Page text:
Originally posted on CBS San Francisco:
These days, your food may accrue more frequent flyer miles than you do. The distance food travels from farm to refrigerator can be as much as 2,000 miles and can encompass a variety of travel modes, from cargo freighters to trucks or airplanes. Many people find themselves hitching their appetites and hopes for a greener planet to the local food movement, assuming locally-farmed produce, meat and fish are fresher and have smaller carbon footprints than foods shipped from far away. But is this really the case? Locavores may think so, but the greening of food miles is only a small piece of the local food movement story.
The Myth of the Carbon Footprint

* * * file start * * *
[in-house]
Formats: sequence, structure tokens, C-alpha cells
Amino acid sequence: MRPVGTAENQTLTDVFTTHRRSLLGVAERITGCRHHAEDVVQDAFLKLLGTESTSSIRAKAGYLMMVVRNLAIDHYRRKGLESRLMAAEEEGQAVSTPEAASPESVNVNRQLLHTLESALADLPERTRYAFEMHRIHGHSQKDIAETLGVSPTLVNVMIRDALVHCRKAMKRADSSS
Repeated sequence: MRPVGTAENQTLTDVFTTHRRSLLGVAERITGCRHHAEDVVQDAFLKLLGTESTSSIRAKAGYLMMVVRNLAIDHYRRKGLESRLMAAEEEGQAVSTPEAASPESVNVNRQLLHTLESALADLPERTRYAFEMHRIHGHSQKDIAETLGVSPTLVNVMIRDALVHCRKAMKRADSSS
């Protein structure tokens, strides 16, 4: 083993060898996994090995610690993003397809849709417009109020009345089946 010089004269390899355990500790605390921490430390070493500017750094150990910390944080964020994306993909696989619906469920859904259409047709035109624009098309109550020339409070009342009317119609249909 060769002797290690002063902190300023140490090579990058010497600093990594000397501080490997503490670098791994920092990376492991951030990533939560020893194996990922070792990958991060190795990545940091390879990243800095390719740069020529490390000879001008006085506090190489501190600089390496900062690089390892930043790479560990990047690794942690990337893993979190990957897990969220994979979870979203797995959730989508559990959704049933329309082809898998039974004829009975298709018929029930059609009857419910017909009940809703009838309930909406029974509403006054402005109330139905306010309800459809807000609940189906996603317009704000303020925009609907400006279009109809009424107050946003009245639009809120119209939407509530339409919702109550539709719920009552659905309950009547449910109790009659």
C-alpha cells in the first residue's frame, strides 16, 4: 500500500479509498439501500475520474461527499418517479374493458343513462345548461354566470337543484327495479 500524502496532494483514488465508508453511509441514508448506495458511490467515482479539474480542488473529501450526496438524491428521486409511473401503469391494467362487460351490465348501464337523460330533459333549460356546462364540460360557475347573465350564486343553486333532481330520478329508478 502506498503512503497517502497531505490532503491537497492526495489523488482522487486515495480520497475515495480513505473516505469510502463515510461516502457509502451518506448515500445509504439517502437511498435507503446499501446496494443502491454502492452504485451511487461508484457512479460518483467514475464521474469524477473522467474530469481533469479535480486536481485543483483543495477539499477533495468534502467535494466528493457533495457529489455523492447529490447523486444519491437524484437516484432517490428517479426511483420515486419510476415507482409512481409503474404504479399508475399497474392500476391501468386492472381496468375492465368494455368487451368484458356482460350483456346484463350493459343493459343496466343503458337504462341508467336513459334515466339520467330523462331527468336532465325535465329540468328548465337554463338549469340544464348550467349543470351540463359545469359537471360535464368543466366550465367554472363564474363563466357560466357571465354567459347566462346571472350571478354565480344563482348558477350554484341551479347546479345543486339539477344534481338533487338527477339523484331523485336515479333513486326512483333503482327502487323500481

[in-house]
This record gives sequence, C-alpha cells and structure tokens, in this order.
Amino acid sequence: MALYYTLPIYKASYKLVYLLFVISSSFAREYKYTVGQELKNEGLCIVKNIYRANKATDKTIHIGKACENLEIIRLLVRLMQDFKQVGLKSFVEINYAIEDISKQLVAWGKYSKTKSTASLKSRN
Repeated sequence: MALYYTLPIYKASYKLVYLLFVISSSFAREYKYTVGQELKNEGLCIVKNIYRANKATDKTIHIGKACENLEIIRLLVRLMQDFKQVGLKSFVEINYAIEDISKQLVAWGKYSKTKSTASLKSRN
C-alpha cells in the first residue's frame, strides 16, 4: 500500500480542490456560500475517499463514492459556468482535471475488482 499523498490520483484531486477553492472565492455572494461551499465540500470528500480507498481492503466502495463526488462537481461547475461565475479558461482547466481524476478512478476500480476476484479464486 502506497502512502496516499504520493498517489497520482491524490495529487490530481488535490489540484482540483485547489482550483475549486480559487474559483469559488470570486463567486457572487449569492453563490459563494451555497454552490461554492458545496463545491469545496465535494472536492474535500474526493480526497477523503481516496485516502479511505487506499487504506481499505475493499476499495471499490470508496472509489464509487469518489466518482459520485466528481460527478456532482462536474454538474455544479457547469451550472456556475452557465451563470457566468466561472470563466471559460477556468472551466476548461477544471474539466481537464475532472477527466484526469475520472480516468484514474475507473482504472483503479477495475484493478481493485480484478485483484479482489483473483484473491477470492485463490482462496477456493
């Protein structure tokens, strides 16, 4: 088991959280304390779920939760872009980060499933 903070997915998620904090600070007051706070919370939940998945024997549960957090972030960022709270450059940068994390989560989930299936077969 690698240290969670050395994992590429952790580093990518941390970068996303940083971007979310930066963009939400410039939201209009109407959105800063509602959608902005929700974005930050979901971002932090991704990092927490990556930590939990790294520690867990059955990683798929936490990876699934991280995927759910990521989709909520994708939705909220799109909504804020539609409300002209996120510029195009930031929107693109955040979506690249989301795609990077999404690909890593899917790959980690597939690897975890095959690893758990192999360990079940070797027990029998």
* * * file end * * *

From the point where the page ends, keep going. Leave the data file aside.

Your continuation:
While there is no definitive consensus on what constitutes locally grown, locavores from San Francisco to South Hampton typically cite the 100-mile rule, thinking that anything transported from farther away automatically creates a larger carbon footprint, more pollution and greater damage to the environment. However, it’s not only how far you go but how you get there that counts. What’s often not taken into account is the mode of transport housing those tomatoes or strawberries. Unless local farmers en masse have signed an unknown pact to drive only fuel-efficient vehicles, they are probably producing just as much carbon dioxide on their short runs from farm to farm stand as the conventional distributors are when they drive cross country. Big rigs transport thousands of pounds of food at a time, which will grace at least that many tables. Locally grown produce may travel a shorter distance before it lands on your plate, but less food is being transported during any given trip. Local farmers, particularly those driving gas-guzzling pick-up trucks or SUVs, are producing more carbon dioxide per pound of food than the average food wholesaler does. And what about those fossil-fueled greenhouses? Buying produce grown outdoors in faraway, tropical climate may be a greener choice than opting for those grown indoors in nearby colder climates.